When wagering, you will always use the program number assigned for each horse. If you see a #1 and # 1A, you get both of these horses for the price of one. This is called "an entry". Entries occur when two (or more) horses are entered which may have common ownership (or partial ownership) or the horses are trained by the same trainer. Each state is different in their rules regarding "entries" and many tracks let two horses from the same owner and/or trainer run as separate program numbers. Occasionally, you will see an "F" next to the number. This indicates "field" and horses with an "F" next to the number are grouped together the same way as an entry, i.e. 16F, 17F, 18F, 19F, 20F would be #16 on the wagering menu. If #19 wins the race, you still win because of those horses being coupled as "the field" entry. The basic types of wagers are win, place and show wagering. If you bet on a horse to win, the horse must finish first. If you bet to place, the horse can finish first or second. The most conservative wager is the show wager where a horse can finish first, second or third giving you three chances to cash your ticket. Odds on the toteboard are for win wagers only and are approximate with the final payoff based on the final count of wagers from all simulcast outlets. Horseracing is a pari-mutuel wager, that is you are betting against other people based on the amount of money wagered. The track or simulcast outlet gets a percentage of what is wagered called the "takeout". The takeout pays for racetrack expenses, purse money, state and local taxes, etc. Whether a favorite wins or it's the longest shot on the board, the track or simulcast outlet gets the same percentage out of your wager. Tracks want you to win so you will re-bet that money.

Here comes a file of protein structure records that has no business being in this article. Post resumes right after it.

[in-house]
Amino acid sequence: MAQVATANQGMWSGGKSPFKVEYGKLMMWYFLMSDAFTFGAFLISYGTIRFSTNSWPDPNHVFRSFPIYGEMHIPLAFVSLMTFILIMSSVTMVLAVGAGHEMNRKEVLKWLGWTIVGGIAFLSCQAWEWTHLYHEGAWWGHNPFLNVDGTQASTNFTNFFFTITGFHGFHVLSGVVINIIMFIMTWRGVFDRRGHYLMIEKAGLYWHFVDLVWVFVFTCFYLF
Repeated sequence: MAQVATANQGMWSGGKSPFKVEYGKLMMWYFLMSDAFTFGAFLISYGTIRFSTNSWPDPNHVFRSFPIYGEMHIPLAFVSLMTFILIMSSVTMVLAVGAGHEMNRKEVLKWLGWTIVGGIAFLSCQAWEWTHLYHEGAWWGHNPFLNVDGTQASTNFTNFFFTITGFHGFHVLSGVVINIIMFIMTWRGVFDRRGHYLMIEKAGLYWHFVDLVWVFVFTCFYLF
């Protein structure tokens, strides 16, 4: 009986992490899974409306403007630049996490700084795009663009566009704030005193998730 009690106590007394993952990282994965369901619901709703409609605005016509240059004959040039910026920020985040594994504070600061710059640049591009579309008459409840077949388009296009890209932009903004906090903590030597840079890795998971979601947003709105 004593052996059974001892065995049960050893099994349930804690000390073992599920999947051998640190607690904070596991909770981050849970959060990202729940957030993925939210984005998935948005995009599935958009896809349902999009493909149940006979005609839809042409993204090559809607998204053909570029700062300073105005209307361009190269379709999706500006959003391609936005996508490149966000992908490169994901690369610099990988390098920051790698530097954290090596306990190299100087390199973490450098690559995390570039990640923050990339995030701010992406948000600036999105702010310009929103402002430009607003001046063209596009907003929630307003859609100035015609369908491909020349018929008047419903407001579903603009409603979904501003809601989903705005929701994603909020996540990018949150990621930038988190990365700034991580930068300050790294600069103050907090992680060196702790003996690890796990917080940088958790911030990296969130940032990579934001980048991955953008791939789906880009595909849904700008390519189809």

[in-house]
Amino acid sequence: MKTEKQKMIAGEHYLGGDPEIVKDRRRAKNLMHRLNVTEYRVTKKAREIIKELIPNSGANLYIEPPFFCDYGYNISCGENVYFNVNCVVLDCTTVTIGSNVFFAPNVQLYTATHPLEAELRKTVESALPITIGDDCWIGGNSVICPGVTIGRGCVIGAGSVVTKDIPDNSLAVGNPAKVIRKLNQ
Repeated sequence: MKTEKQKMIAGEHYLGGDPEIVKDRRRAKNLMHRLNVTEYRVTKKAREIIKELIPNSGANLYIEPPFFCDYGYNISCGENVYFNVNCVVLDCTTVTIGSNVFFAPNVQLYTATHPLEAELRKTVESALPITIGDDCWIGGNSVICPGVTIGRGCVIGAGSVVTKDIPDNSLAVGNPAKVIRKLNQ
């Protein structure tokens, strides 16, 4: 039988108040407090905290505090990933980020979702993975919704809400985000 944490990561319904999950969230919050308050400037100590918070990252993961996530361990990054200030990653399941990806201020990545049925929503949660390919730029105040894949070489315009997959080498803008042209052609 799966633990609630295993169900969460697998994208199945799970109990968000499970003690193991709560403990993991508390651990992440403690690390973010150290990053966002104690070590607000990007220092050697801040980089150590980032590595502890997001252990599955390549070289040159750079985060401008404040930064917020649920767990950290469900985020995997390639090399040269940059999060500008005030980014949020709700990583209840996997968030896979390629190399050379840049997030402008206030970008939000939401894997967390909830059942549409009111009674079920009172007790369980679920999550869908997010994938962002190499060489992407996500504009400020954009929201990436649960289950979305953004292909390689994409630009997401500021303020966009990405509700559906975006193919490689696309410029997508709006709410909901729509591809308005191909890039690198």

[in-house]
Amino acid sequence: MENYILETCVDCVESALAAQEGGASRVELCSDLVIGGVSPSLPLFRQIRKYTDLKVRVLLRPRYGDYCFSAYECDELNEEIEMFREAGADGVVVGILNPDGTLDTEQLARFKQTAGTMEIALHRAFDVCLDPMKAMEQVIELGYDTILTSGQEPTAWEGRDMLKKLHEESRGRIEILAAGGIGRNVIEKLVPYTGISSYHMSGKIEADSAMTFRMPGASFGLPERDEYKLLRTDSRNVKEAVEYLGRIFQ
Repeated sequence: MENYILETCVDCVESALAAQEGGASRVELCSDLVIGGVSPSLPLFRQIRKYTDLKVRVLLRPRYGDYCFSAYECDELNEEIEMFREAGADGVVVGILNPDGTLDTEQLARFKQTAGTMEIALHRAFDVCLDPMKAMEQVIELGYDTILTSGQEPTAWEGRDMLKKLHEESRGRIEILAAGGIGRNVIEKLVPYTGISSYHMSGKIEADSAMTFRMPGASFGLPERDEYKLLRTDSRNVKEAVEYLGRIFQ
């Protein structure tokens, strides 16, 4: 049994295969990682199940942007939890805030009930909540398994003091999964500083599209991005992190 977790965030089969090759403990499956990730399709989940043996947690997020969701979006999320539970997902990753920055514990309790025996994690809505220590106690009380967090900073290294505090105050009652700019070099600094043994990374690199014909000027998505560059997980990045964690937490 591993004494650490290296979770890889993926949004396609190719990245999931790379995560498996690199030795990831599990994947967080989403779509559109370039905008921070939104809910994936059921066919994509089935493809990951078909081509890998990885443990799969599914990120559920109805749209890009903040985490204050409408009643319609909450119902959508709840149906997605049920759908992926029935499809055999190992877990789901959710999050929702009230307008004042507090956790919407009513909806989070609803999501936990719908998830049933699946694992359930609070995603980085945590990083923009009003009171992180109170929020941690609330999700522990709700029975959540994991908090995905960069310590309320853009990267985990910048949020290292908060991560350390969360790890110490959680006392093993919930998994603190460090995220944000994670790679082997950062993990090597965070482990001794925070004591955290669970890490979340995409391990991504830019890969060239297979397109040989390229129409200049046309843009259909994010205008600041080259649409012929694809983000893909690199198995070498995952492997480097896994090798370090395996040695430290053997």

* 99-1 is the maximum that most track toteboards will show but it can generally be assumed that the odds are greater than 100-1. Payoffs represent your profit PLUS the return of the $2 you originally bet. A winner at 5-2 means that will pay $5 profit for every $2 wagered. The payoff is $7 which is the profit ($5) plus the cost of your wager ($2).
To figure the cost: Multiply the number of horses in the first leg by the number of horses in the second leg, times the amount of your Daily Double.
Do an Exacta Part Wheel if you like a horse to win but several horses you like to come in second.
Do you see a horse that has "seconditis"? You can also do an Exacta Wheel or Part Wheel with your top choice or choices in the second position such as:
The Exacta Box means your selections can finish first or second in any order. When using three or more horses in your Exacta Box, any two of your horses must finish first and second.
To figure the cost: Multiply the number of horses used by the number of horses used less one.
Trifecta Part Wheel In a Trifecta Part Wheel, you may have one or more horses in the first position, one or more horses in the second position and one or more horses in the third position.
You can also do a Trifecta Part Wheel with your key horse in the second or third position such as:
To figure the cost of a Trifecta Part Wheel, multiple the number of horses in the first position, times the number of horses in the second position minus 1, times the number of horses in the third position minus 2. Trifecta Box In a Trifecta Box, any of the horses you selected must finish first,second or third in any order.
You can also do a Superfecta Part Wheel with one or more horses in each of the four positions.
Superfecta Box
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